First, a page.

*[Photo by One Laptop Per Child.]*

Once again, I am adding to my Free (Mostly) Math Resources page. Here are a handful of helpful websites for teaching math…

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Month: October 2008

## More Free Math Resources

## Math History Tidbits: Agnesi, Euler, and China

## Visual Puzzle: What Is This?

## Math Club: Counting 101

## Quotations Archive — Browse and Enjoy!

## Writing to Learn Math II

## Free Learning Tools, Games, and More

*[Photo by One Laptop Per Child.]*

Once again, I am adding to my Free (Mostly) Math Resources page. Here are a handful of helpful websites for teaching math…

I’ve fallen behind on my project of transcribing my Alexandria Jones stories. Finally, here are a few more tidbits from math history, along with links to relevant Internet sites and a few math puzzles for your students to try.

I hope you find them interesting.

Continue reading Math History Tidbits: Agnesi, Euler, and China

*[Photo by fdecomite.]*

I stumbled across this cool project during a Creative Commons search at Flickr. Can you guess what it is?

*[Fature photo above by ThunderChild tm.]*

The last couple of weeks, in Math Club, we’ve been learning to count. My new set of MathCounts students have never heard of combinatorics, so we started at the very beginning:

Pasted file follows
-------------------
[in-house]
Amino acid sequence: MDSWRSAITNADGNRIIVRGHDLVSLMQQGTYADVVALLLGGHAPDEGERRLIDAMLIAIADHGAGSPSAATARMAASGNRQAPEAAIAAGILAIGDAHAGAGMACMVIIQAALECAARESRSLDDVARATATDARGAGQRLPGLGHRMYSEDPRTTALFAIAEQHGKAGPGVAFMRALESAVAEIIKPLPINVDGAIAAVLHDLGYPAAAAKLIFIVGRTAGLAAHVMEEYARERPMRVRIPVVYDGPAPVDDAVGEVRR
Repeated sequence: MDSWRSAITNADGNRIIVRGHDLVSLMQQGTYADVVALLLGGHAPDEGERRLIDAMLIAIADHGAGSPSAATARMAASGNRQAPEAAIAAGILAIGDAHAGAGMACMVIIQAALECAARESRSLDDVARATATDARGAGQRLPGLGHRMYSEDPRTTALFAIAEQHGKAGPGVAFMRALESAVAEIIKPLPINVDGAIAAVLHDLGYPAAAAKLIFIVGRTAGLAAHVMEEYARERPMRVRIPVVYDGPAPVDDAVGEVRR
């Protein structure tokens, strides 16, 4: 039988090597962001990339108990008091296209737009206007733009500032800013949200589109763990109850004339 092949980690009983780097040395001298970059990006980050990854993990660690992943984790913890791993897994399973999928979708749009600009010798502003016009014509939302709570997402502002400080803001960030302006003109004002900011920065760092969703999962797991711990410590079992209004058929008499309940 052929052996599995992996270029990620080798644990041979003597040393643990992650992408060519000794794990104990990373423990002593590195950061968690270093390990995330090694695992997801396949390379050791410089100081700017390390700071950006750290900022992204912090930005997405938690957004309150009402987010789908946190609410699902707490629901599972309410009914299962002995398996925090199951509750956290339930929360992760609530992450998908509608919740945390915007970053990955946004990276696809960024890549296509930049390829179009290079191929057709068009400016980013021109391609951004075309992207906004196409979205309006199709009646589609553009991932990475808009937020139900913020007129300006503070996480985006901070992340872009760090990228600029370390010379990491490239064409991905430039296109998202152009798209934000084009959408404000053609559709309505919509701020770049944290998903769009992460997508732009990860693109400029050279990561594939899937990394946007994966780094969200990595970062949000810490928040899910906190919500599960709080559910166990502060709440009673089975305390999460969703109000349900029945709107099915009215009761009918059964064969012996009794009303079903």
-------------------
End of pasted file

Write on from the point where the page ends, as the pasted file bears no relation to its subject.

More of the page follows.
- Counting and Probability I by Keone Hon
- Counting and Probability by Jason Batterson

*[Photo by PhillipC.]*

I love quotations, don’t you? Everything I might possibly want to say, someone else has already said it better than I ever could. Now I’ve put together all of my blackboard quotes from the homeschool co-op classes, as well as a few longer quotations I used in past blog posts, and archived them in one convenient place.

I hope you have as much fun reading the quotes as I have had collecting them.

*[Photo by Andy Hay.]*

In addition to all the funny Google searches, I get plenty of normal inquiries about math topics. People come here looking for help with fractions, word problems, and math club activities — no surprise, those — but I would never have predicted the popularity of the search topic “writing in math class.”

Last year, I compiled a variety of math journal resources, but I’ve found many more since then, especially for older (high school and college) students. So if you’re looking for new ways to get your math students writing…

*[Photo by ♥Sage (resting… finally!).]*

Browsing the Internet, I came across a slideshow called 101 Free Learning Tools, which explores “the idea that there is at least one excellent free learning tool (or site) for every learning problem, need or issue.”

Of course, many of these sites I already knew, at least by reputation. But there are plenty of interesting places that were new to me.